tft.drawFastHLine(x, y,  barWidth - barGap , ILI9341_BLUE);
//           else
//             tft.drawFastHLine(x, y,  barWidth - barGap , ILI9341_RED);
// tft.fillRect(posX + bar * barWidth, posY - val, barWidth - barGap,  val - oldval , ILI9341_BLUE);
}
else {} //nothing to do

if (++bar >= nBars) bar = 0;
return true;
}```
with
Code:
```const uint8_t fftOctTab[] = {
//0,	0,
1,	1,
2,	2,
3,	3,
4,	4,
5,	5,
6,      7,
8,       9,
10,	11,
12,	14,
14,	16,
17,	20,
21,	25,
26,	31,
32,	38,
39,	46,
47,	57,
58,	69,
70,	85,
86, 127
//86,	103,
//104,	127
};```
This table is not perfect and should be optimized a bit - or simply use pauls' value from the example.
Simply call fftDisplay() in your loop() often enough. Every call draws only one bar - this is needed, because drawing alls bars at once take too much time. Nevertheless, it's quite fast. But there is room for optimizations - the "drawFastHLine" in a loop for example could be exchanged with a optimzed version. The version above looks like this:

(This version is with a smaller "decay" value. If you want it "faster" use values between 12..20 like in the code above)

If you dont want the black grid, remove the "if (y & 6)" and evemtually use the "fillrect" version some lines later (instead of the "for..".  Reply With Quote

22. Variant with specialized "gridFillRect" which is a bit faster than the loop above (less spi-transmitted bytes):
Code:
```class myILI9341_t3:  public ILI9341_t3
{
public:
myILI9341_t3(uint8_t _CS, uint8_t _DC, uint8_t _RST = 255, uint8_t _MOSI=11, uint8_t _SCLK=13, uint8_t _MISO=12): ILI9341_t3(_CS,_DC,_RST,_MOSI,_SCLK,_MISO) {};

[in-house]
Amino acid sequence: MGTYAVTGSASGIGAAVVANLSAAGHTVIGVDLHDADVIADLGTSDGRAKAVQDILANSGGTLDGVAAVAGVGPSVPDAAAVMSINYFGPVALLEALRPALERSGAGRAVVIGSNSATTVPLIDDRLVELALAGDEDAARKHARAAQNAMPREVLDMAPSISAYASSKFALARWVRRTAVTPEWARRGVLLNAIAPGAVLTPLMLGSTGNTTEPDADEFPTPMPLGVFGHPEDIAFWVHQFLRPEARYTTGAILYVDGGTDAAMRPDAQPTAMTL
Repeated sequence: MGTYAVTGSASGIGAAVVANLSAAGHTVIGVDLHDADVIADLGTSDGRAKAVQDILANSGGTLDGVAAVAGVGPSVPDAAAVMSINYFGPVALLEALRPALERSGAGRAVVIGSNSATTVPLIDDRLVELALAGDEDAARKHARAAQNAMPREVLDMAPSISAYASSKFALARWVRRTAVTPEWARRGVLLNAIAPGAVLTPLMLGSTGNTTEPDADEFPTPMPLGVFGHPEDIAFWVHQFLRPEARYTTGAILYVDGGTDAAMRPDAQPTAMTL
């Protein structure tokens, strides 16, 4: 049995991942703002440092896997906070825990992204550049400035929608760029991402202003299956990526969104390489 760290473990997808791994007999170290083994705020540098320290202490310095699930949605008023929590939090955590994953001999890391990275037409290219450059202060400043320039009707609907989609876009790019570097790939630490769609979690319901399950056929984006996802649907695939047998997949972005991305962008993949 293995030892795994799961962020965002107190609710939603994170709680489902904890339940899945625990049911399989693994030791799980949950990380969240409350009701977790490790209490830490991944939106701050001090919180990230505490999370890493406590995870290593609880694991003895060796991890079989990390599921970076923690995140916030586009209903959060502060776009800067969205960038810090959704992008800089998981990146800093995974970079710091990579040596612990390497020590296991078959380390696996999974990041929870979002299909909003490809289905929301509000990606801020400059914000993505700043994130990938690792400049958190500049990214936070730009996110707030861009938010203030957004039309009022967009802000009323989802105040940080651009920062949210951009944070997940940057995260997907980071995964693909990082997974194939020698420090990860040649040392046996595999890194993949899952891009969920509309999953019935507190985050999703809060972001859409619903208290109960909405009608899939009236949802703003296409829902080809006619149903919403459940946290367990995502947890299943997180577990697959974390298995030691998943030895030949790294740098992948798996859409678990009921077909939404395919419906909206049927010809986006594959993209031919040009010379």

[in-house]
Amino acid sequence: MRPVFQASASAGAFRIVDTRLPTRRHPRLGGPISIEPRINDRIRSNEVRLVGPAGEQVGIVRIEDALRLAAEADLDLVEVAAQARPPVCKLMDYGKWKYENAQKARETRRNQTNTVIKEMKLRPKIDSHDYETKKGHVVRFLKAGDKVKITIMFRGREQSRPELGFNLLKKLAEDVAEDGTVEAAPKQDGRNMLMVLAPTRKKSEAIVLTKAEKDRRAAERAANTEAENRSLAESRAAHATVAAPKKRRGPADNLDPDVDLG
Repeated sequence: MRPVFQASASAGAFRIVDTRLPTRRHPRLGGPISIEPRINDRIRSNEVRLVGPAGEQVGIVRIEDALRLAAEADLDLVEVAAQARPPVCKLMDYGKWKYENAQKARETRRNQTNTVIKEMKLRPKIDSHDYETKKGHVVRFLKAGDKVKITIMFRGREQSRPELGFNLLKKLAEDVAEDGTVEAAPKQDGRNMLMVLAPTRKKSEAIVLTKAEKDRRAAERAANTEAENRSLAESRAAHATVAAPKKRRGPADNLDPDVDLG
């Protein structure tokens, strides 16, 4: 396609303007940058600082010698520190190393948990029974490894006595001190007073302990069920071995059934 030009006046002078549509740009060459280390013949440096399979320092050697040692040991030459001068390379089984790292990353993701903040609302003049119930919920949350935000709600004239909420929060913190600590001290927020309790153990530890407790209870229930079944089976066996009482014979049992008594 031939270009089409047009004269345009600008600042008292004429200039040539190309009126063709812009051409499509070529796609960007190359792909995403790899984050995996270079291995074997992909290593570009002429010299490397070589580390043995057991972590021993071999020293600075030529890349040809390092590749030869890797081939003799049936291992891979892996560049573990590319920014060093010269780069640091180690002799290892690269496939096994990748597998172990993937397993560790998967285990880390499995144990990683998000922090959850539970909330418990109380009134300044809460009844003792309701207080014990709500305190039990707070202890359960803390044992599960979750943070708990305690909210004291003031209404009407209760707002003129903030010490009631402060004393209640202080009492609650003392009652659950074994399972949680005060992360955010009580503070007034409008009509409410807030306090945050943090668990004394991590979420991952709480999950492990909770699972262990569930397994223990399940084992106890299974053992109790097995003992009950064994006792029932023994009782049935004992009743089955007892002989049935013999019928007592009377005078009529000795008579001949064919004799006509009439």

inline void gridFillRect(int16_t x, int16_t y, const int16_t w, const int16_t h, const uint16_t color)
{
SPI.beginTransaction(SPISettings(30000000, MSBFIRST, SPI_MODE0));
int m = y+h-1;
writecommand_last(ILI9341_RAMWR);

for(int i=y; i<=m; i++) {
if ( i & 6 ) {
for(x=w; x>1; x--)
writedata16_cont(color);
writedata16_last(color);
} else {
for(x=w; x>1; x--)
writedata16_cont(textbgcolor);
writedata16_last(textbgcolor);
}

}
SPI.endTransaction();
}
};

inline
bool fftDisplay(void)
{
const int displayFreq = 24; //max Hertz
const int displayPeriod = 1000 / displayFreq;
const int decay = 15; //speed of bars going lower
const int nBars = sizeof(fftOctTab) / 2 ;

const int barWidth = 16;
const int barGap = 2;

const int posX = (320 / 2) - (nBars * barWidth / 2);
const int posY = 239;
const int minHeight = 2;
const int maxHeight = 100;

static uint8_t bar = 0;
static uint8_t oldData[nBars];
static uint32_t oldMillis = millis();

if (bar == 0) {
uint32_t t = millis();
if (t - oldMillis <= displayPeriod) return false;
oldMillis = t;
}

float n;
int16_t val;
uint16_t oldval;
n = myFFT.read(fftOctTab[bar * 2], fftOctTab[bar * 2 + 1]);
val = log10f(n) * 60 + 150;
//      in = n * 400.0;

oldval = oldData[bar];
if (val < oldval - decay ) val = oldval - decay;
if (val < minHeight) val = minHeight;
else
if (val > maxHeight) val = maxHeight;

oldData[bar] = val;
//draw only the nessesary portions - the difference to the old bar.
if (val < oldval)
tft.fillRect(posX + bar * barWidth, posY - oldval, barWidth - barGap, oldval - val, ILI9341_BLACK);
else if (val > oldval) {
/*         int y;
int x = posX + bar * barWidth;
for (y = posY - val; y < posY - oldval; y++)
if (y & 6)
tft.drawFastHLine(x, y,  barWidth - barGap , ILI9341_BLUE);
//           else
//             tft.drawFastHLine(x, y,  barWidth - barGap , ILI9341_RED);
*/
tft.gridFillRect(posX + bar * barWidth, posY - val, barWidth - barGap,  val - oldval , ILI9341_BLUE);
}
else {} //nothing to do

if (++bar >= nBars) bar = 0;
return true;
}```
(You have to remove the "private" keyword in the class in ILI9341_t3.h)  Reply With Quote

23. Is there a place where we can see the source code? Or do we load the SpectrumAnalyzerBasic and add this code?

I appreciate any help  Reply With Quote

24. ## Sound distorted using NeoMatrix on teensy audio adapter

Hi,

I'm using the teensy audio adapter with teensy 3.1

I'm having some sound output issues , the sound output from the audio board is totally distorted when I apply the NeoMatrix library
Is the NeoMatrix slowing down the audio processing ??

Here is the codes, https://pastebin.com/bh41SNEb

I can confirmed no sound distortion without applying the NeoMatrix library

Any suggestion to solve this ? 8x32 audio by stanley_seow, on Flickr  Reply With Quote